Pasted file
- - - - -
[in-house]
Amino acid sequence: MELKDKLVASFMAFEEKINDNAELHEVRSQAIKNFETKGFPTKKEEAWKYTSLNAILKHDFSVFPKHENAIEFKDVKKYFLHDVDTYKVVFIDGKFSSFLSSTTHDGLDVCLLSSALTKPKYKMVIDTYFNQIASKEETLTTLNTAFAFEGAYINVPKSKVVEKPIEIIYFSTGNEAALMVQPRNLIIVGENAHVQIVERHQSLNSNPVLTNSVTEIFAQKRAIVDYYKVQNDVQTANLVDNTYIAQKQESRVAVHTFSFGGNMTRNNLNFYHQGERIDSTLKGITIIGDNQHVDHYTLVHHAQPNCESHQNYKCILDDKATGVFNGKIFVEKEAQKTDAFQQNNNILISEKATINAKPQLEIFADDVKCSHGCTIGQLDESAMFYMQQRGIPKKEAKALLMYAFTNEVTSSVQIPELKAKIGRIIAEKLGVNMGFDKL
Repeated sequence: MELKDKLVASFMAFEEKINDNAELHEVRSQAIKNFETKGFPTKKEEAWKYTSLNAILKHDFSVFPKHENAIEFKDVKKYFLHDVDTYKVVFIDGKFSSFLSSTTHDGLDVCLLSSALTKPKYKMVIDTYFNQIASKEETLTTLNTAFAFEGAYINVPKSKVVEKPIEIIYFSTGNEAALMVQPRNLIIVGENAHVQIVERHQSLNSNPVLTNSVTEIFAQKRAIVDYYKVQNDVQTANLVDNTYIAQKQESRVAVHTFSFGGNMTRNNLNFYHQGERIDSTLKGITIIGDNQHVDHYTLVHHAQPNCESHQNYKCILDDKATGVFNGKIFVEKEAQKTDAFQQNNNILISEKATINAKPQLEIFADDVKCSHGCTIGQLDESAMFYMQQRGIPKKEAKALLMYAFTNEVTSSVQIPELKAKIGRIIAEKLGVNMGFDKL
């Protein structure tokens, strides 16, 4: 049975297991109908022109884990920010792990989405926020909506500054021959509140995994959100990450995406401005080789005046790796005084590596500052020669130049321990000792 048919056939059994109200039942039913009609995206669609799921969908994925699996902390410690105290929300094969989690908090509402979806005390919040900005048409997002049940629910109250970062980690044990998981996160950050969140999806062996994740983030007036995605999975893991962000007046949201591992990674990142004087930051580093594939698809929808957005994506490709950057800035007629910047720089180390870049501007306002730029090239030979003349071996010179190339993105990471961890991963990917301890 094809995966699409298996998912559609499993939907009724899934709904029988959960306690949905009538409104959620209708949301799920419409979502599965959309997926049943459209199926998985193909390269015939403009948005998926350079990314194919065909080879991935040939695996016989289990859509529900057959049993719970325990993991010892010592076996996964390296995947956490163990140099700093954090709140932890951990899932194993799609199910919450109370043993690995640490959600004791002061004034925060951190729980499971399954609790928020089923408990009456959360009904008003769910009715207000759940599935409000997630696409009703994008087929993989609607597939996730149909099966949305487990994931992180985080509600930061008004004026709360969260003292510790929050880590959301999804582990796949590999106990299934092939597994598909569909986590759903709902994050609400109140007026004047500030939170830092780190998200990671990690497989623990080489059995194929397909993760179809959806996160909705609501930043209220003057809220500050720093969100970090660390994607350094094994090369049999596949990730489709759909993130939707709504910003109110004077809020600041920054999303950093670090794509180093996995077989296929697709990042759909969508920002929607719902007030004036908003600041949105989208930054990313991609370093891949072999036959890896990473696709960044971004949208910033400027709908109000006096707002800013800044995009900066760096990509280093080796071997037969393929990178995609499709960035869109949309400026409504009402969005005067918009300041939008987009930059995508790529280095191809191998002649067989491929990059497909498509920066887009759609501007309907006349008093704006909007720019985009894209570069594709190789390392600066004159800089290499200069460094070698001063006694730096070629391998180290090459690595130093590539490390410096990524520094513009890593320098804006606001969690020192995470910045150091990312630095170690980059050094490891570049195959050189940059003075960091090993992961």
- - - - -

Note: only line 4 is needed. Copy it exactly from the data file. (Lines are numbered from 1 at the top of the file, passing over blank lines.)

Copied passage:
């Protein structure tokens, strides 16, 4: 049975297991109908022109884990920010792990989405926020909506500054021959509140995994959100990450995406401005080789005046790796005084590596500052020669130049321990000792 048919056939059994109200039942039913009609995206669609799921969908994925699996902390410690105290929300094969989690908090509402979806005390919040900005048409997002049940629910109250970062980690044990998981996160950050969140999806062996994740983030007036995605999975893991962000007046949201591992990674990142004087930051580093594939698809929808957005994506490709950057800035007629910047720089180390870049501007306002730029090239030979003349071996010179190339993105990471961890991963990917301890 094809995966699409298996998912559609499993939907009724899934709904029988959960306690949905009538409104959620209708949301799920419409979502599965959309997926049943459209199926998985193909390269015939403009948005998926350079990314194919065909080879991935040939695996016989289990859509529900057959049993719970325990993991010892010592076996996964390296995947956490163990140099700093954090709140932890951990899932194993799609199910919450109370043993690995640490959600004791002061004034925060951190729980499971399954609790928020089923408990009456959360009904008003769910009715207000759940599935409000997630696409009703994008087929993989609607597939996730149909099966949305487990994931992180985080509600930061008004004026709360969260003292510790929050880590959301999804582990796949590999106990299934092939597994598909569909986590759903709902994050609400109140007026004047500030939170830092780190998200990671990690497989623990080489059995194929397909993760179809959806996160909705609501930043209220003057809220500050720093969100970090660390994607350094094994090369049999596949990730489709759909993130939707709504910003109110004077809020600041920054999303950093670090794509180093996995077989296929697709990042759909969508920002929607719902007030004036908003600041949105989208930054990313991609370093891949072999036959890896990473696709960044971004949208910033400027709908109000006096707002800013800044995009900066760096990509280093080796071997037969393929990178995609499709960035869109949309400026409504009402969005005067918009300041939008987009930059995508790529280095191809191998002649067989491929990059497909498509920066887009759609501007309907006349008093704006909007720019985009894209570069594709190789390392600066004159800089290499200069460094070698001063006694730096070629391998180290090459690595130093590539490390410096990524520094513009890593320098804006606001969690020192995470910045150091990312630095170690980059050094490891570049195959050189940059003075960091090993992961």